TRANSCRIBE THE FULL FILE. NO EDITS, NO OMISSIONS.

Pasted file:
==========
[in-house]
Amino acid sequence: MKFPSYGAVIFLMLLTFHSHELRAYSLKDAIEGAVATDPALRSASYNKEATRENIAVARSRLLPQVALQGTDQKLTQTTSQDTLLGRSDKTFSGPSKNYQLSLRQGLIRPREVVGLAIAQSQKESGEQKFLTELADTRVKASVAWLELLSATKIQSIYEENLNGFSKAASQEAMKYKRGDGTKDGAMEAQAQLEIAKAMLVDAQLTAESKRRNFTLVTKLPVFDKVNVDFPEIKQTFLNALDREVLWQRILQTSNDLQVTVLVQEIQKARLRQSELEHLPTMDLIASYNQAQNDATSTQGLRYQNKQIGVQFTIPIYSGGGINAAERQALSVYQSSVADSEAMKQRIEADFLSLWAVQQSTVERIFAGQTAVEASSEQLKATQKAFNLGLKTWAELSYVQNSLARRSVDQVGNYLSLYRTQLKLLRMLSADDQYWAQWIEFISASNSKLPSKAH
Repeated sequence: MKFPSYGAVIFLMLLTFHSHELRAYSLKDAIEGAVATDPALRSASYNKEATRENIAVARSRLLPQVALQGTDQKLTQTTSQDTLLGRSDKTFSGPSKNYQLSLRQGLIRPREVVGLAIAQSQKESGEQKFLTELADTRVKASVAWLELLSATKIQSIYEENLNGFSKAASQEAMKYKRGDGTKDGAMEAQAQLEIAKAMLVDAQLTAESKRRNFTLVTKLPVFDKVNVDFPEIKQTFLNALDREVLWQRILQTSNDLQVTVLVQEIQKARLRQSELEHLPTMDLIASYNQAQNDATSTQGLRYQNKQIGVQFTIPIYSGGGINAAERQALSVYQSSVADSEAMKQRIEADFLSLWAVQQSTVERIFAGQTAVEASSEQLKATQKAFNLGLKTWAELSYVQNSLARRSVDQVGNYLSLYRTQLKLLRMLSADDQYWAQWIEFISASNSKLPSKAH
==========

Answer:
[in-house]
Amino acid sequence: MKFPSYGAVIFLMLLTFHSHELRAYSLKDAIEGAVATDPALRSASYNKEATRENIAVARSRLLPQVALQGTDQKLTQTTSQDTLLGRSDKTFSGPSKNYQLSLRQGLIRPREVVGLAIAQSQKESGEQKFLTELADTRVKASVAWLELLSATKIQSIYEENLNGFSKAASQEAMKYKRGDGTKDGAMEAQAQLEIAKAMLVDAQLTAESKRRNFTLVTKLPVFDKVNVDFPEIKQTFLNALDREVLWQRILQTSNDLQVTVLVQEIQKARLRQSELEHLPTMDLIASYNQAQNDATSTQGLRYQNKQIGVQFTIPIYSGGGINAAERQALSVYQSSVADSEAMKQRIEADFLSLWAVQQSTVERIFAGQTAVEASSEQLKATQKAFNLGLKTWAELSYVQNSLARRSVDQVGNYLSLYRTQLKLLRMLSADDQYWAQWIEFISASNSKLPSKAH
Repeated sequence: MKFPSYGAVIFLMLLTFHSHELRAYSLKDAIEGAVATDPALRSASYNKEATRENIAVARSRLLPQVALQGTDQKLTQTTSQDTLLGRSDKTFSGPSKNYQLSLRQGLIRPREVVGLAIAQSQKESGEQKFLTELADTRVKASVAWLELLSATKIQSIYEENLNGFSKAASQEAMKYKRGDGTKDGAMEAQAQLEIAKAMLVDAQLTAESKRRNFTLVTKLPVFDKVNVDFPEIKQTFLNALDREVLWQRILQTSNDLQVTVLVQEIQKARLRQSELEHLPTMDLIASYNQAQNDATSTQGLRYQNKQIGVQFTIPIYSGGGINAAERQALSVYQSSVADSEAMKQRIEADFLSLWAVQQSTVERIFAGQTAVEASSEQLKATQKAFNLGLKTWAELSYVQNSLARRSVDQVGNYLSLYRTQLKLLRMLSADDQYWAQWIEFISASNSKLPSKAH